Nov 092019
 

Lingering blackbirds: A Red-winged Black-bird and a Brown-headed Cowbird were coming to our feeders in late November but seem to have disappeared. A Common Grackle has also been coming. Here is a picture taken December 1 during the snow storm.  Greg Warner, Cherryhill Road, Peterborough

Common Grackle – December 1 2019 – Kawartha Heights – Greg Warner

 

 

 

 

 

 

 

My grand daughter, Grace Mackie, observed an opossum running along Oriole Blvd during the week of November 16. I knew they had made it to Toronto, but did not know they were in Peterborough. I am intrigued by how they would survive our winters – under decks, garages, wood duck tree nests? Perce Powles

Note: Virginia Opossums are definitely here but still relatively uncommon. They probably do take advantage of all the shelters you mention. I sometimes hear about them coming to feeders where seed has spilled onto the ground. D.M.

Opossum on Johnston Drive, south of Peterborough – Mary Beth Aspinall – Feb. 2014

 

 

 

 

 

 

 

 

 

 

 

Adult Golden Eagle: On November 30, I had just gone up to the north part of the field here to move some rocks. Just as I got there, I looked up at a lovely adult Golden Eagle slowly gliding in overhead! If that wasn’t enough stimulation, it began to soar right above me. High in the background there was an upper-tangent arc caused by the sun lighting up the hexagonal ice crystals of the cirrus cloud deck. Wow. A Golden Eagle with a vivid rainbow backdrop! I just wished I had taken my camera “to work” with me, but instead, I had to settle for burning a mental memory photograph into my head. Tim Dyson, Douro 1st Line near Warsaw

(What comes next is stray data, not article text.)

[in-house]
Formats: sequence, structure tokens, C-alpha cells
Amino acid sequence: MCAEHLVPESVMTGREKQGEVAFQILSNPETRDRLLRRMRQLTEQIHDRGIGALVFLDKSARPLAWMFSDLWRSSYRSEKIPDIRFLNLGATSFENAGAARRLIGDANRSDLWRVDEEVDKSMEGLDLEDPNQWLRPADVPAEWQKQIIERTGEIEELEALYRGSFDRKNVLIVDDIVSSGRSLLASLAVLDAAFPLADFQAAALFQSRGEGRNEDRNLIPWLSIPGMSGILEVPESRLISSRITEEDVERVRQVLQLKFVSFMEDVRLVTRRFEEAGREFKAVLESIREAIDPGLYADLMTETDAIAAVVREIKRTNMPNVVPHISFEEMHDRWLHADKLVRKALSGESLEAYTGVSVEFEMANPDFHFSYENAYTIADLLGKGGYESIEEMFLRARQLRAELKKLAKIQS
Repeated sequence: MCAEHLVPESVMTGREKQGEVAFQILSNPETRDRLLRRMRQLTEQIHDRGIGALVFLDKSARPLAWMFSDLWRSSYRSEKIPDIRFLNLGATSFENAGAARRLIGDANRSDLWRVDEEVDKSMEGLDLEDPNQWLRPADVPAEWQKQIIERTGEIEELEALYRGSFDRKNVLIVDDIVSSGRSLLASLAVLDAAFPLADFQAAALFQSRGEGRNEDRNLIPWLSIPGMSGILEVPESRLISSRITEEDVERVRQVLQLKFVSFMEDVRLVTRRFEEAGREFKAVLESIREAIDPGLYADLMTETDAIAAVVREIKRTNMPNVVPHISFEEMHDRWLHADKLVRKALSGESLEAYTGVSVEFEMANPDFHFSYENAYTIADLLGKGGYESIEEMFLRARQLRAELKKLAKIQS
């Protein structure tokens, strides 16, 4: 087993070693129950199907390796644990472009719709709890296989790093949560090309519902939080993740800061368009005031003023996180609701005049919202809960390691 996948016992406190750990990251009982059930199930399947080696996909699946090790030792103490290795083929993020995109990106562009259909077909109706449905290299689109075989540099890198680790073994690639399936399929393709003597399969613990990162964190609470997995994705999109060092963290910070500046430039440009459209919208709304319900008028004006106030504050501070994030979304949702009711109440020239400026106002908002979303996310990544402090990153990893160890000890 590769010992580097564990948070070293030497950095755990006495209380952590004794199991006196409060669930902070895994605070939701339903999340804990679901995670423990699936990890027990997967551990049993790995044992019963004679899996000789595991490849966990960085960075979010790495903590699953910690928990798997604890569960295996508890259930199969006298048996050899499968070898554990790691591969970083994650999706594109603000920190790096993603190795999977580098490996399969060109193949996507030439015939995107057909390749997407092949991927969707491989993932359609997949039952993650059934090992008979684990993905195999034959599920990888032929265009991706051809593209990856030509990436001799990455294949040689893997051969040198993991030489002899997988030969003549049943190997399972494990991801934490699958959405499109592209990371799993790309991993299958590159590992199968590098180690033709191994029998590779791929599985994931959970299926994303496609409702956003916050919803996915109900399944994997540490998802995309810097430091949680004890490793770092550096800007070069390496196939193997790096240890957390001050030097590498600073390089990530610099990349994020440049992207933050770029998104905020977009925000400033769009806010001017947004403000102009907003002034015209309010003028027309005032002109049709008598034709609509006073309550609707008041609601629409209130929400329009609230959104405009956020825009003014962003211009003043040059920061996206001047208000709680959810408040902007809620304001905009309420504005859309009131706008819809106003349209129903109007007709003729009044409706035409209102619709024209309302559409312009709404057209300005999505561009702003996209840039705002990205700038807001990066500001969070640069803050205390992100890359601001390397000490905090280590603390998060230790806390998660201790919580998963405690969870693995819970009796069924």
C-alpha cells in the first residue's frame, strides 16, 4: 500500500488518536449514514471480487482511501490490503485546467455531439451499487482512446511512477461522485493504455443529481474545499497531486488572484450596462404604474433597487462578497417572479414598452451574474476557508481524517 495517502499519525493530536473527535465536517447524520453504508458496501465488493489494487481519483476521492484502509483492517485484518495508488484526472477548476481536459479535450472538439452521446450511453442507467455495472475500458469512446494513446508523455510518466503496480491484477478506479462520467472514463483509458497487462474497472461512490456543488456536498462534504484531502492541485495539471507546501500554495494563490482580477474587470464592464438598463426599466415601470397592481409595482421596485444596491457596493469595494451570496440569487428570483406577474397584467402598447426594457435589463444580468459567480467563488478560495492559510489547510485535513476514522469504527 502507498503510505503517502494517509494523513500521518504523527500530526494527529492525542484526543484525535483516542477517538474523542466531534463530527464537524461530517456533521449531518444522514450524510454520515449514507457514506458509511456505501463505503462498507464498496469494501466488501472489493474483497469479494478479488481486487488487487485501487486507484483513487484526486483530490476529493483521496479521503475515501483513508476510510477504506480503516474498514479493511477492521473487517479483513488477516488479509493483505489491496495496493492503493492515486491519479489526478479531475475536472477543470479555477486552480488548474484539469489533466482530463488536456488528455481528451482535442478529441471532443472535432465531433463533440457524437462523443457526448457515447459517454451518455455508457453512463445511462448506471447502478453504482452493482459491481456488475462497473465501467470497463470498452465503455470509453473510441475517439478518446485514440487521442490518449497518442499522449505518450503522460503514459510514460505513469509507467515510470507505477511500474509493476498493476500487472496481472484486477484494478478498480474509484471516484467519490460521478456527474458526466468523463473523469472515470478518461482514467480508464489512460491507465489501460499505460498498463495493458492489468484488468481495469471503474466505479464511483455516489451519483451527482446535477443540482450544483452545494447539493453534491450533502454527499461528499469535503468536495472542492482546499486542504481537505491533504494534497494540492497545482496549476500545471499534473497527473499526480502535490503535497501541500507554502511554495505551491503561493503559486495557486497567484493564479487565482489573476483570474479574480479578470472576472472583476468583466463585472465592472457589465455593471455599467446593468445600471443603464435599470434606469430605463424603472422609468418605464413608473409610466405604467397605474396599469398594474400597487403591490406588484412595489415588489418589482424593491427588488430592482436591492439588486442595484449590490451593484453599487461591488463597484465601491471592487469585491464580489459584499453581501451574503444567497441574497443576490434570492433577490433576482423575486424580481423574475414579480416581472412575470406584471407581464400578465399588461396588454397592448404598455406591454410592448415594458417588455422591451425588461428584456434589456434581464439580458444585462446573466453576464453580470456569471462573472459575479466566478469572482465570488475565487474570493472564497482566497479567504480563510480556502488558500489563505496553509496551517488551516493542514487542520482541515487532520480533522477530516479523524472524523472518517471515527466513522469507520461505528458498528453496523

Golden Eagles from the Crossley ID Guide

 

 

 

 

 

 

 

 

 

Beavers:  On Tuesday, November 26, I also saw two Beavers along Hooton Drive, just west of Peterborough. Hooton Drive crosses the Cavan Swamp and runs parallel and to the south of the west extension of Sherbrooke Street (County Road 9).   Carl Welbourn

Snowy Owls on Post Road – Nov. 23, 2019 – Carl Welbourn